Andy West is the author of The Life Inside: A Memoir of Prison, Family and Philosophy (Picador 2022). His writing has been published in The Guardian, Aeon, 3AM Magazine, Huck and Litro. He is philosopher in residence at HMP Brixton in London.
About The Life Inside: A Memoir of Prison, Family and Philosophy
Andy West teaches philosophy in prisons. Every day he has conversations with people inside about their lives, discusses their ideas and feelings, and listens as they explore new ways to think about their situation. When Andy steps into prison, he also confronts his inherited guilt: his father, uncle and brother all spent time in prison. While Andy has built a different life for himself, he still fears that their fate will also be his. As he discusses pressing questions of truth, identity and hope with his students, he searches for his own form of freedom too.
You can read more about The Life Inside on the publisher's website here. Below, you can read a short sample from the book.
From The Life Inside, by Andy West
In the classroom, Wallace stays in his chair and doesn’t speak to anybody for the whole fifteen minutes of the break. A few weeks ago, there was a security issue in prison and the men had to spend twenty-three hours a day in their cells, leaving only one hour for what the regime calls ‘association’ – the time where men are allowed out of their cells to make calls, shower, socialize and stretch their legs. Very often when association was called, Wallace stayed in his cell, lying on his bed, reading a book.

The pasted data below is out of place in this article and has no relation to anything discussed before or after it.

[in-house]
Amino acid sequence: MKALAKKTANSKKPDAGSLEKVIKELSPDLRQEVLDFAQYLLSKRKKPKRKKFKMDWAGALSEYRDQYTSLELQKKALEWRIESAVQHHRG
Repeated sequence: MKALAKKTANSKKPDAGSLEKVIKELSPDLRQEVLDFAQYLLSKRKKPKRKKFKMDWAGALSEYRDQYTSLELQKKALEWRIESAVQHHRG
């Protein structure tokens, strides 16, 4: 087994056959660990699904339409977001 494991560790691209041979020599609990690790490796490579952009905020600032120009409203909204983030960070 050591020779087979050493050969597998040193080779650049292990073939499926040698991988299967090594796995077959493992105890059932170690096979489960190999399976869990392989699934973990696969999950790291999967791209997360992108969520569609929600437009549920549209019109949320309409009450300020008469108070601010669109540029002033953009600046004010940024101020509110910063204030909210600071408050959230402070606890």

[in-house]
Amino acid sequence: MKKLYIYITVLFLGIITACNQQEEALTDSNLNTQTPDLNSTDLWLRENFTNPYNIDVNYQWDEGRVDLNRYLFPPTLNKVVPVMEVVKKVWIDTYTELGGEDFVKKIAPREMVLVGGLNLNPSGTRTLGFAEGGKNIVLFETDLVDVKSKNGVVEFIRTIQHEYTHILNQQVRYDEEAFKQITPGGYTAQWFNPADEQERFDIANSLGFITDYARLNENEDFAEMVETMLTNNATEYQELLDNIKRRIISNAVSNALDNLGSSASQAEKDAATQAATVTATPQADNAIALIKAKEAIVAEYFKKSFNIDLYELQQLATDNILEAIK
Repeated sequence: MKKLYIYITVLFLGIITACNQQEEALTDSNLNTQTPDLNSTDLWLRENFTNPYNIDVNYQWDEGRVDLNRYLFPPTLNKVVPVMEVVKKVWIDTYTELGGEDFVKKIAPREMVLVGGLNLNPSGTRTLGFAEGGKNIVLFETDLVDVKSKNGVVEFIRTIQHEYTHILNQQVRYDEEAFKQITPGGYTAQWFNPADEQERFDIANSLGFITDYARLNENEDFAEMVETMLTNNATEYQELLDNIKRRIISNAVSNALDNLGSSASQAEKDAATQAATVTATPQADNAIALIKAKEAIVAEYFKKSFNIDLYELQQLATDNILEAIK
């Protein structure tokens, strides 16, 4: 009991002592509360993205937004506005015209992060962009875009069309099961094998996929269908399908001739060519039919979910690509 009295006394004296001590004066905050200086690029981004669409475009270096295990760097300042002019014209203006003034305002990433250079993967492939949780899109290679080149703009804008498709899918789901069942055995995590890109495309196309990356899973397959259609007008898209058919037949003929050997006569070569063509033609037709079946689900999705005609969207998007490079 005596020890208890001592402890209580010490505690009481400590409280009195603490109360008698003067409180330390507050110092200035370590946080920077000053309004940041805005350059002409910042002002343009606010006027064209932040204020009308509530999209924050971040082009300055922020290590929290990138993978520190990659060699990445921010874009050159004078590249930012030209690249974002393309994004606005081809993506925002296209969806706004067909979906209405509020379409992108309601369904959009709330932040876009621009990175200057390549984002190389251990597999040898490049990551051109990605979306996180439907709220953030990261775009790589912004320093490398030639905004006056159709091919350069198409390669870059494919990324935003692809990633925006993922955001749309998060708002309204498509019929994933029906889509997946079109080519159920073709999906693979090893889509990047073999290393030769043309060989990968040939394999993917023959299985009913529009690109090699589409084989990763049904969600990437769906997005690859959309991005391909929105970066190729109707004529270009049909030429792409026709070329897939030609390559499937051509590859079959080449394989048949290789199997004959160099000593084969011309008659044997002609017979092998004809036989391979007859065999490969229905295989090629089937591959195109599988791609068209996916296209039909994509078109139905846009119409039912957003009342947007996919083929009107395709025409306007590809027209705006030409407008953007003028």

The men take their seats in the circle again.
I say, ‘The philosopher Epictetus was born into slavery, but he believed that on a fundamental level, he was still free. He said that chains constrained his body but not his ability to choose.’
‘You can still be free in your mind,’ Wallace says.
I say, ‘Epictetus believed you could learn to be free by first understanding what you can and can’t control.’
‘Each night when the screws are coming around to lock our cells for the night, I close my door before the screw has the chance to,’ Wallace says.
‘For control?’ I ask.
‘The same reason I always finish a phone call a minute before the screws say we have to hang up,’ Wallace says.
‘What happens if you don’t?’ I ask.
‘I’ll do something I’ll regret. A few years ago, I saw a man talking on the phone after the screw had told him to hang up. An officer put his finger on the receiver. If that happened to me, I know that I’d punch someone. So I never let myself get in that situation. I hang up early.’
‘Is that freedom?’ I say.
‘It keeps things simple,’ Wallace says.